The Largest Security-Cleared Career Network for Defense and Intelligence Jobs - JOIN NOW


Engineers Tap into Djibouti Water Solutions

Navy NewsStand

Story Number: NNS071206-17
Release Date: 12/6/2007 4:35:00 PM

By Mass Communication Specialist 1st Class, Combined Joint Task Force-Horn of Africa Public Affairs

CARTA, Djibouti (NNS) -- In a remote area, two hours away from Djibouti City, the Well Drillers of the 1132nd Engineering Detachment were visited by distinguished visitors who flew in on CH-53E Helicopters to see firsthand the work the well drillers are doing in Djibouti.

Vice Adm. Robert Moeller, deputy to the commander for Civil-Military Operations for U.S. Africa Command; Ambassador Mary Carlin Yates, deputy to the commander for Civil-Military Activities for U.S. Africa Command; Rear Adm. James Hart, Combined Joint Task Force-Horn of Africa commander and Army Brig Gen. Sanford Holman, CJTF-HOA deputy commander stopped by Nov. 30 to meet the well drillers and learn more about their mission.

"It is a real pleasure for Ambassador Yates and I to have the opportunity to see some of the outstanding work that's being done under the auspices of CJTF-HOA," said Moeller. "This is exactly the kind of thing U.S. Africa Command hopes to replicate more broadly across the continent overall. Everyone should be proud of what they're doing and what it means to our African partners."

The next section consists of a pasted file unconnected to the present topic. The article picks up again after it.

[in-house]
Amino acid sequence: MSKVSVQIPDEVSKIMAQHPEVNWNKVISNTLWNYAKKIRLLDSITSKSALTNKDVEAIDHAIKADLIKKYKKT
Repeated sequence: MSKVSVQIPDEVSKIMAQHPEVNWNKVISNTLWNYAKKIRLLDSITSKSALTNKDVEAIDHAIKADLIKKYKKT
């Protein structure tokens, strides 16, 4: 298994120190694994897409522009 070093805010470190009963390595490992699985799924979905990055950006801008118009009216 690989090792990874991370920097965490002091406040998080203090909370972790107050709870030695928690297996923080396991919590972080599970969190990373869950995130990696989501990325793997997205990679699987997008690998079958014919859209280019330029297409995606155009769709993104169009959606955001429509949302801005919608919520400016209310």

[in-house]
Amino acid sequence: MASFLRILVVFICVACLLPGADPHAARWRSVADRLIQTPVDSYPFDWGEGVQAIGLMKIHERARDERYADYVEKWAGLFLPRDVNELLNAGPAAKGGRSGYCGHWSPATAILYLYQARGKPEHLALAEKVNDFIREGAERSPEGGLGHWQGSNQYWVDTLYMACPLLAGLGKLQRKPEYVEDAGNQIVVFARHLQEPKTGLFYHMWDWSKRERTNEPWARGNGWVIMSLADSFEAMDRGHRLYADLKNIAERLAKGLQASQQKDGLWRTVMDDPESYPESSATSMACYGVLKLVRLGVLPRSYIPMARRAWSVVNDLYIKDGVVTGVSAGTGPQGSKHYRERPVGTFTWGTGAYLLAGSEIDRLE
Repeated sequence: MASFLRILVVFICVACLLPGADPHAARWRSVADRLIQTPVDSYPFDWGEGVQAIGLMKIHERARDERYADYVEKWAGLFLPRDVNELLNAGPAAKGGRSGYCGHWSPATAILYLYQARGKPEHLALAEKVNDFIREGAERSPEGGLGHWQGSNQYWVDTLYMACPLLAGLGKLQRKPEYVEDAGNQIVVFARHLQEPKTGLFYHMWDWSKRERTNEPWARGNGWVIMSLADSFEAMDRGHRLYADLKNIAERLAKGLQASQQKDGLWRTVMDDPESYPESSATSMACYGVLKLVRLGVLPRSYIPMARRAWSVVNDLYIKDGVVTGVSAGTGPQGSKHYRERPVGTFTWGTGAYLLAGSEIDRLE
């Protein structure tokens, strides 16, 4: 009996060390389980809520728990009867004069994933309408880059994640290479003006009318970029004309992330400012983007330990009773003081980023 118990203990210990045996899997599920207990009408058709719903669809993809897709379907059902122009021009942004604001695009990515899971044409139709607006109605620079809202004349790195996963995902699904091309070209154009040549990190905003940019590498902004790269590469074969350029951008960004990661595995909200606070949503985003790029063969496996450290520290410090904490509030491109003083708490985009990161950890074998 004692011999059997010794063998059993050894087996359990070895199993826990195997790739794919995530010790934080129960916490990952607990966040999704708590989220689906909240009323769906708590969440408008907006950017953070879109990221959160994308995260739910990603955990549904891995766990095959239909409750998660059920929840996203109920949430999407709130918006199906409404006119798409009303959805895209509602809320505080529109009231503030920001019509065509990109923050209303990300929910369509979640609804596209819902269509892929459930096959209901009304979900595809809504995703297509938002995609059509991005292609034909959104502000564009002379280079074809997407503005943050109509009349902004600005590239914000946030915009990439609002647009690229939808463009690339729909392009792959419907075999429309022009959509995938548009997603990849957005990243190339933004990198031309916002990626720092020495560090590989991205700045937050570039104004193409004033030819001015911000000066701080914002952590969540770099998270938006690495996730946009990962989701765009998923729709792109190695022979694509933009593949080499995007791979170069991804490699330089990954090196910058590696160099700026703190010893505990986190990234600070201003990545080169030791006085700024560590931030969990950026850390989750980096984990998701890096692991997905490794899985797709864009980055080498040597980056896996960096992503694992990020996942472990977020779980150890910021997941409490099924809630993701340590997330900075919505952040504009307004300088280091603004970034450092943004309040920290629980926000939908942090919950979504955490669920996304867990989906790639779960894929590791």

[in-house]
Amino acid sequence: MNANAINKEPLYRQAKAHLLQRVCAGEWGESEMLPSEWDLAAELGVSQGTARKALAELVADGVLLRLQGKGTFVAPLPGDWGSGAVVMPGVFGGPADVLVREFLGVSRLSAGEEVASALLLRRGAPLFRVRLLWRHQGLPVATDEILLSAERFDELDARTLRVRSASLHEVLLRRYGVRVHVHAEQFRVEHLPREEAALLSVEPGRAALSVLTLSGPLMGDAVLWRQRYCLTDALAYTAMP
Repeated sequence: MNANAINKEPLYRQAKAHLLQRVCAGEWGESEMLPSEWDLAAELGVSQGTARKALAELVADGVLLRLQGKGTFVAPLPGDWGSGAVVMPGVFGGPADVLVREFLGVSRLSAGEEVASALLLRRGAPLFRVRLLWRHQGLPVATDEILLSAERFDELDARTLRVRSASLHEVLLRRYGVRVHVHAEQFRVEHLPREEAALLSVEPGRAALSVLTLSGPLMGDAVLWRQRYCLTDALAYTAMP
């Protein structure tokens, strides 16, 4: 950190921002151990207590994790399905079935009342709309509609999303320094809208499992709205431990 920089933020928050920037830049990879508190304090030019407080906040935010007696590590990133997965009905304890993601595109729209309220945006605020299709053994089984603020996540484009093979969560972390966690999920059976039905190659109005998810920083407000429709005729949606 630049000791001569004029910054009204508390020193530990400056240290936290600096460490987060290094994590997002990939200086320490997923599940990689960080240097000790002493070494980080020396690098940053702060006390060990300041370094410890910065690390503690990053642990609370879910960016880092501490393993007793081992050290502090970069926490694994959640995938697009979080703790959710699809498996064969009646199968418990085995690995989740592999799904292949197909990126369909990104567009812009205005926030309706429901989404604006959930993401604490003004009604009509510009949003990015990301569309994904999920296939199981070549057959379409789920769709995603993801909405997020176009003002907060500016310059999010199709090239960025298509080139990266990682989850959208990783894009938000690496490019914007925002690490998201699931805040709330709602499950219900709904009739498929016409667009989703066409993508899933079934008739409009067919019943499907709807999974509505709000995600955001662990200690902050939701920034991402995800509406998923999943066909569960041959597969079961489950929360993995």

While in Carta, they were able to see the 530-foot well, which is still being developed, and that will service five villages that are within walking distance of the well site. Currently the villagers rely on a truck that brings in water from Djibouti City twice a day.

"We discussed many sites with the Djibouti Minister of Agriculture, but we agreed that this area had the highest priority because they don't have a place to go to get water right now," said Sgt. 1st Class William Brown, lead driller for the 1132nd Engineering Detachment well drillers. "Relying on a water truck means that if it breaks down or it can't get back for a few days, the villagers have to go without water for three or four days and that's just not good in a place like Djibouti, where water is an essential element of survival."

Yates, who has seen many wells drilled throughout Africa, was impressed with the well drillers and the rig that helps them drill through volcanic rock, which is why Djibouti is one of the most difficult places to drill in the world.

"I've been able to see a lot of Wells drilled throughout Africa and this is one of the most sophisticated rigs I've seen and I think the mind-set and commitment of the team here is a wonderful example that we hope to replicate throughout Africa," said Yates.

And for the well drillers, the visit was an opportunity to show that their mission is just as important as the others that take place throughout the CJTF-HOA area of operation.

"It's nice to show people that we're actually getting something done out here," said Brown. "There's a lot of important work going on around the Horn of Africa, but to us we're one of the most important missions because we're bringing a natural resource to a part of the world that really needs it. It's a great feeling to be a part of something that will positively impact the people who live nearby."

The well drillers are a part of the CJTF-HOA mission to prevent conflict, promote regional stability and protect coalition interest in order to prevail against extremism.

Join the mailing list